How do you get rid of wasps? Can you discourage them?
—Albert, via e-mail
For the sake of the ecosystem, you wouldn’t want to get rid of wasps completely: They eat other annoying insects, such as flies and slugs; they’re prey for small mammals and birds; plus, they act as pollinators. But you can discourage them, and hopefully keep the population from getting so out of control that they torment your dog, terrify your kids, and ruin every single barbecue of the summer.
In spring, check around your cottage for signs of wasp activity or any nests taking shape (the queen begins building the nest early in the season). An incomplete nest is easier and safer to remove than one that’s established. (Still, be careful, and do it at night, when wasps are less active.) Wasps would prefer to build nests in areas that are sheltered, dark, and secluded, such as under eavestroughs or beams, or in the corners of sheds and garages, so try to make these places less attractive (or unavaible) by lighting them, or blocking them with mesh wire. And this tip is probably obvious: Avoid leaving out anything that will attract the wasps to your property, especially sweet-smelling food, meat, or garbage. You can also buy commercial wasp traps, sprays, repellents, or decoy nests.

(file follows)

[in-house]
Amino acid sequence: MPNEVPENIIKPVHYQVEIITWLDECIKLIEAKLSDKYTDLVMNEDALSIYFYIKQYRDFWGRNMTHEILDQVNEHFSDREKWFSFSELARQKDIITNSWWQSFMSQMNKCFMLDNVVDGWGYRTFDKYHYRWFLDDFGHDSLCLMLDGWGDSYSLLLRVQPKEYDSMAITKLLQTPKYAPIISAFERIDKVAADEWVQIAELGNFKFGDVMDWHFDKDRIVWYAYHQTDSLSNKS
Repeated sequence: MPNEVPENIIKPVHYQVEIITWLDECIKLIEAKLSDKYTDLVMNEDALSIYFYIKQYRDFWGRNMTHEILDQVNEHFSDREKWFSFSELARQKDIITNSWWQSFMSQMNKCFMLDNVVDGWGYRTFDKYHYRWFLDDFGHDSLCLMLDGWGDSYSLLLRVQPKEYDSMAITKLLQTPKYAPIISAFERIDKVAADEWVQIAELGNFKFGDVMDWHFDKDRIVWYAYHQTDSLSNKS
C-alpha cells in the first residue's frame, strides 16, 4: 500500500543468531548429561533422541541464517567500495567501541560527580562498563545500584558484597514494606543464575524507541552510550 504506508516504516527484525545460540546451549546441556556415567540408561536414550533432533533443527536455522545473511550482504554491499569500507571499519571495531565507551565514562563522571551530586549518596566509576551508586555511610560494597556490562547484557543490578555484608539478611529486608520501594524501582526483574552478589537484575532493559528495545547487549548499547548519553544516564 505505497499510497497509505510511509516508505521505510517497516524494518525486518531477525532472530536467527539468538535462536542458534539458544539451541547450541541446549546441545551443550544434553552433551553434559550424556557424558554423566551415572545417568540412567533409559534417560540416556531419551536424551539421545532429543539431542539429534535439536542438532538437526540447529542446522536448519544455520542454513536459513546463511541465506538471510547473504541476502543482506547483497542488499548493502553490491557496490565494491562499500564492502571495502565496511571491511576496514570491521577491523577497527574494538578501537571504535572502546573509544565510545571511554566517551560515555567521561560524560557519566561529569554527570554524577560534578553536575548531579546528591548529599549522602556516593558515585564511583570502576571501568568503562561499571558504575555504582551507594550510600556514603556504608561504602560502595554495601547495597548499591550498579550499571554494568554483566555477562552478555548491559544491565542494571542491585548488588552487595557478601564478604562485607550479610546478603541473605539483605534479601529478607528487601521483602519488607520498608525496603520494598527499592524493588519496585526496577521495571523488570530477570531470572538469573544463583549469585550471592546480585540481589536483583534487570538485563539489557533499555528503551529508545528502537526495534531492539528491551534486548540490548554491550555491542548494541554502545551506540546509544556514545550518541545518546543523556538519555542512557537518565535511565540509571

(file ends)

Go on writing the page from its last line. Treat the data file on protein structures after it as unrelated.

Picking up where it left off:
Towards the end of summer, some wasps, such as the German yellow jacket, run low on insect food sources. That means they’re more likely to crash your dock parties, cookouts, and picnics, looking to mooch. One strategy is to lure them away from the action by filling a few narrow-necked bottles with a syrup-water solution. The wasps fly in and drown. Meanwhile, you get a few minutes alone to enjoy your burger and beer.